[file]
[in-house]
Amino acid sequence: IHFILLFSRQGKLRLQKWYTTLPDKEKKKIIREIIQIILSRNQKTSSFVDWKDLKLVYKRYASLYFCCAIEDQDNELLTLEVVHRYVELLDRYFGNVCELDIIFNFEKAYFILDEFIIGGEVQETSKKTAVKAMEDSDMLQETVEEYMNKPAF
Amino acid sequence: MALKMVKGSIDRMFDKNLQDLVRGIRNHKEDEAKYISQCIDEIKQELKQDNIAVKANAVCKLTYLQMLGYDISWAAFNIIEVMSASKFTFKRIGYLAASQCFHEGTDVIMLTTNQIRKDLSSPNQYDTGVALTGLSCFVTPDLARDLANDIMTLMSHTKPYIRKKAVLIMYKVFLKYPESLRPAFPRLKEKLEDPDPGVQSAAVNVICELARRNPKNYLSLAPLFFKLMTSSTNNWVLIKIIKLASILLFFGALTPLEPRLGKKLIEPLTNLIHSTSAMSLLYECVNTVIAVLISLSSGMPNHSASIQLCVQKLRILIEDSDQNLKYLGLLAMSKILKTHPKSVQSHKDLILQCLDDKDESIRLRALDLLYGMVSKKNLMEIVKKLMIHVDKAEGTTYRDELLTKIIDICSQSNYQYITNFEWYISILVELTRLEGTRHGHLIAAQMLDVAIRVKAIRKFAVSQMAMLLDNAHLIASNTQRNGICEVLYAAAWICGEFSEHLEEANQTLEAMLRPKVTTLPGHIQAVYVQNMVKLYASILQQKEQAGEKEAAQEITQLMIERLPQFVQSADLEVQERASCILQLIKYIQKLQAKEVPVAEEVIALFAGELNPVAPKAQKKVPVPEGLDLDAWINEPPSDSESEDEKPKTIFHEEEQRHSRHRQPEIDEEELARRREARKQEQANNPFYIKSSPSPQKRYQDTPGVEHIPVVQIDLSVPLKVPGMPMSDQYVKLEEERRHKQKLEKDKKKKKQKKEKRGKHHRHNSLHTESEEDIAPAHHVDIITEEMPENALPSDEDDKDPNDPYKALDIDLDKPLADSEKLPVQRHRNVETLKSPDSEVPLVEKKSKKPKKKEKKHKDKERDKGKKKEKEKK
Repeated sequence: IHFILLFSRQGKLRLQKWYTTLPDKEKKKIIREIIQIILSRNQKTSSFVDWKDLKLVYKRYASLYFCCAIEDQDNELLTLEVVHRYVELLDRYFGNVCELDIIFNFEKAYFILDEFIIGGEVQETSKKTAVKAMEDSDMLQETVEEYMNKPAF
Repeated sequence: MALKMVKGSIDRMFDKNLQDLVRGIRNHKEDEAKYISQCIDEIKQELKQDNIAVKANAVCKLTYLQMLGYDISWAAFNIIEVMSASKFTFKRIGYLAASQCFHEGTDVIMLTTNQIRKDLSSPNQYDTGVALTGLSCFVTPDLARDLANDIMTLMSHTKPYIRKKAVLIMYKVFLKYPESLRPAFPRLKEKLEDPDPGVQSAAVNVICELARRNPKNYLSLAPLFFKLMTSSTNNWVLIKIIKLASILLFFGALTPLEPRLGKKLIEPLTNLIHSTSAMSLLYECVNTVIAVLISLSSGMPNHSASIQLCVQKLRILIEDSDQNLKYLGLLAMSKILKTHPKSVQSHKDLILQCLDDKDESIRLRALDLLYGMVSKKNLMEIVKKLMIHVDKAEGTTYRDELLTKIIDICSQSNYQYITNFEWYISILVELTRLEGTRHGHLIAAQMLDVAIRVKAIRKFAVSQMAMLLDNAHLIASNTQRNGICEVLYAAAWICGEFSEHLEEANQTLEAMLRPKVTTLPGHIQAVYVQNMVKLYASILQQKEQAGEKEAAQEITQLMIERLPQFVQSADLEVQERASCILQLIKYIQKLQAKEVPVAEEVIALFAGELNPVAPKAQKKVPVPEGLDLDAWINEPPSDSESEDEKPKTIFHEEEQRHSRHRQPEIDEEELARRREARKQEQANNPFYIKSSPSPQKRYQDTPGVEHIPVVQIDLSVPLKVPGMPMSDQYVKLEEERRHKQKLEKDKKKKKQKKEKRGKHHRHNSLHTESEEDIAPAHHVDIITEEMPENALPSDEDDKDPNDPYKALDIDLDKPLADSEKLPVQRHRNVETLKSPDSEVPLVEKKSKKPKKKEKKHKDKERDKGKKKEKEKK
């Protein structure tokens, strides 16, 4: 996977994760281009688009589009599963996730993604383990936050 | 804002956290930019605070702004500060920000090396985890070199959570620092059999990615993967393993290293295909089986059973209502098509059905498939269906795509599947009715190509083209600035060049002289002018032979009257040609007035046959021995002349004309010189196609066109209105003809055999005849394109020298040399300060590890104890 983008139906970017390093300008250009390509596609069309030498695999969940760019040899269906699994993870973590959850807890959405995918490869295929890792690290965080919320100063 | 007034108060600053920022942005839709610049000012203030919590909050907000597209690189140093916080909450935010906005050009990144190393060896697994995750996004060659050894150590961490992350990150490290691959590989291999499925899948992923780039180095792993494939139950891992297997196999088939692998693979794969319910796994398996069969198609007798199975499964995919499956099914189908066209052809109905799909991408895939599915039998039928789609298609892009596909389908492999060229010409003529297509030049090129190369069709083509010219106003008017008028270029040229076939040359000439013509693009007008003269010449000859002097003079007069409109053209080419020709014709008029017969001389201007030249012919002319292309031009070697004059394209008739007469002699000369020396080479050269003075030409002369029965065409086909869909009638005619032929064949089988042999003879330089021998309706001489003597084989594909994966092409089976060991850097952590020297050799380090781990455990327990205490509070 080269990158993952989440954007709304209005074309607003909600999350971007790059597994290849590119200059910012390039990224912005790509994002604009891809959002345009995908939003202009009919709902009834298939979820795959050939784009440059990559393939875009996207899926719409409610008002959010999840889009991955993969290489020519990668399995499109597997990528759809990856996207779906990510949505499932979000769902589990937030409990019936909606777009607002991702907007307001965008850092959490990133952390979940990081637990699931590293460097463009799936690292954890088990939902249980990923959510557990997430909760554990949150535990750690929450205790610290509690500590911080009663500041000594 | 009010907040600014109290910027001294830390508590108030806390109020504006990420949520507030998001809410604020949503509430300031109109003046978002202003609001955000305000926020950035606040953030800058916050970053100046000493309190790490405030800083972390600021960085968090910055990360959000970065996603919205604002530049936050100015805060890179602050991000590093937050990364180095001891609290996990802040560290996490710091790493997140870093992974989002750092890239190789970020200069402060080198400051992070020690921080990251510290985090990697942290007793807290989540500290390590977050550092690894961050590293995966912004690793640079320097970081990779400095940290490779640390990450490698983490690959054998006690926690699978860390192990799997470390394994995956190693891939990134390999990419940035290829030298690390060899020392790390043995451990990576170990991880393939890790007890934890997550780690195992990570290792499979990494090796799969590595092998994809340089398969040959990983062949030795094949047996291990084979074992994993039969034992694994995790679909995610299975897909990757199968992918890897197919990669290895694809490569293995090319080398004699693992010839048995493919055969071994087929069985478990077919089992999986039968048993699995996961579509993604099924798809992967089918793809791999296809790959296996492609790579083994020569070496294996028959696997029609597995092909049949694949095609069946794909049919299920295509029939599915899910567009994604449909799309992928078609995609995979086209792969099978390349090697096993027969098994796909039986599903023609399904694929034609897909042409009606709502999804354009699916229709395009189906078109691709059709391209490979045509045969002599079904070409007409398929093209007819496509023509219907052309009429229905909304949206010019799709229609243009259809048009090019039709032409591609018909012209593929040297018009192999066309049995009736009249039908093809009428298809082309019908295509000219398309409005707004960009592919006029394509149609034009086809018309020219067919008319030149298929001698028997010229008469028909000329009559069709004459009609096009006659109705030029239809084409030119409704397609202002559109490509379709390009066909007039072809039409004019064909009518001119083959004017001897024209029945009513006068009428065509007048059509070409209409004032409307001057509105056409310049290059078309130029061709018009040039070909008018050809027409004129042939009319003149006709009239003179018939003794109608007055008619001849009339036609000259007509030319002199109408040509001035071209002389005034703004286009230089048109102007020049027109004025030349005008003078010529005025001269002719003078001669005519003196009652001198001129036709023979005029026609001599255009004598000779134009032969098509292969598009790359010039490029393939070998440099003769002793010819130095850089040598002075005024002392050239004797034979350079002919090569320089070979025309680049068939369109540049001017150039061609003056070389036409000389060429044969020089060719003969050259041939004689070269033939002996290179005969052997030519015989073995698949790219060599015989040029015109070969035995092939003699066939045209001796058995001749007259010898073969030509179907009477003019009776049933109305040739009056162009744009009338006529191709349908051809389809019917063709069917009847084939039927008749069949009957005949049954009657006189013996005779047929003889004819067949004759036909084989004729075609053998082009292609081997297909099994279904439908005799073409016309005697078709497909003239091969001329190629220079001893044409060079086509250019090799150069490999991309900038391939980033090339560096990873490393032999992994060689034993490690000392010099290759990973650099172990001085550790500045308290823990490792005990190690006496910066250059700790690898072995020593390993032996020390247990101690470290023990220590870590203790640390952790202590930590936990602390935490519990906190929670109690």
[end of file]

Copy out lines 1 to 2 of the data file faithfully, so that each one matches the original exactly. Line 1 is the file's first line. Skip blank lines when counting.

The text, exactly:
[in-house]
Amino acid sequence: IHFILLFSRQGKLRLQKWYTTLPDKEKKKIIREIIQIILSRNQKTSSFVDWKDLKLVYKRYASLYFCCAIEDQDNELLTLEVVHRYVELLDRYFGNVCELDIIFNFEKAYFILDEFIIGGEVQETSKKTAVKAMEDSDMLQETVEEYMNKPAF